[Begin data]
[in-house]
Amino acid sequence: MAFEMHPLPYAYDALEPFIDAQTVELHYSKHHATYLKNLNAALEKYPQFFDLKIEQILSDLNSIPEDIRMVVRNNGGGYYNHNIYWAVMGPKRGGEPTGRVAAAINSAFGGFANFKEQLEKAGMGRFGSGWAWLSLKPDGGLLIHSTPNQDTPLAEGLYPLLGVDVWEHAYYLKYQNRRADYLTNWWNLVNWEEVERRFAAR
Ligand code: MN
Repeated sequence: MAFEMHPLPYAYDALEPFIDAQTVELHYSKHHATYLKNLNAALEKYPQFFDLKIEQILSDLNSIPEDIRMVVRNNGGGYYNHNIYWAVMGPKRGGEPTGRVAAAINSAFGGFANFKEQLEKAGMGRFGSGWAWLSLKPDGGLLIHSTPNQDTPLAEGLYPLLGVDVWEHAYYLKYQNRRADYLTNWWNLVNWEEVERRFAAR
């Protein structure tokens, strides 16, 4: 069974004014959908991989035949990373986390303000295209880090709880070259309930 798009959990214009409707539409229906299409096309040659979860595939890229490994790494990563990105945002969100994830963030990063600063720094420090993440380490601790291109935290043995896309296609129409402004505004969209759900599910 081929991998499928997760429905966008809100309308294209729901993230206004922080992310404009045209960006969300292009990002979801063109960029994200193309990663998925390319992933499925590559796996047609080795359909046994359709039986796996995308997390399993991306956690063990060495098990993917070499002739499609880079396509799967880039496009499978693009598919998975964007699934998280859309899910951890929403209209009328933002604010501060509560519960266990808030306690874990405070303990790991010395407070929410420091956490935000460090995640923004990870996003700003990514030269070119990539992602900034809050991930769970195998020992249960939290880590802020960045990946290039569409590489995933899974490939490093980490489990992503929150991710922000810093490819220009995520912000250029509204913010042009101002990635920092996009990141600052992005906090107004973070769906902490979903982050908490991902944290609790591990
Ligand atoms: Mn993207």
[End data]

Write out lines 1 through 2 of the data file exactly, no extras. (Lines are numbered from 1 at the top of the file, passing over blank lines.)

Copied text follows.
[in-house]
Amino acid sequence: MAFEMHPLPYAYDALEPFIDAQTVELHYSKHHATYLKNLNAALEKYPQFFDLKIEQILSDLNSIPEDIRMVVRNNGGGYYNHNIYWAVMGPKRGGEPTGRVAAAINSAFGGFANFKEQLEKAGMGRFGSGWAWLSLKPDGGLLIHSTPNQDTPLAEGLYPLLGVDVWEHAYYLKYQNRRADYLTNWWNLVNWEEVERRFAAR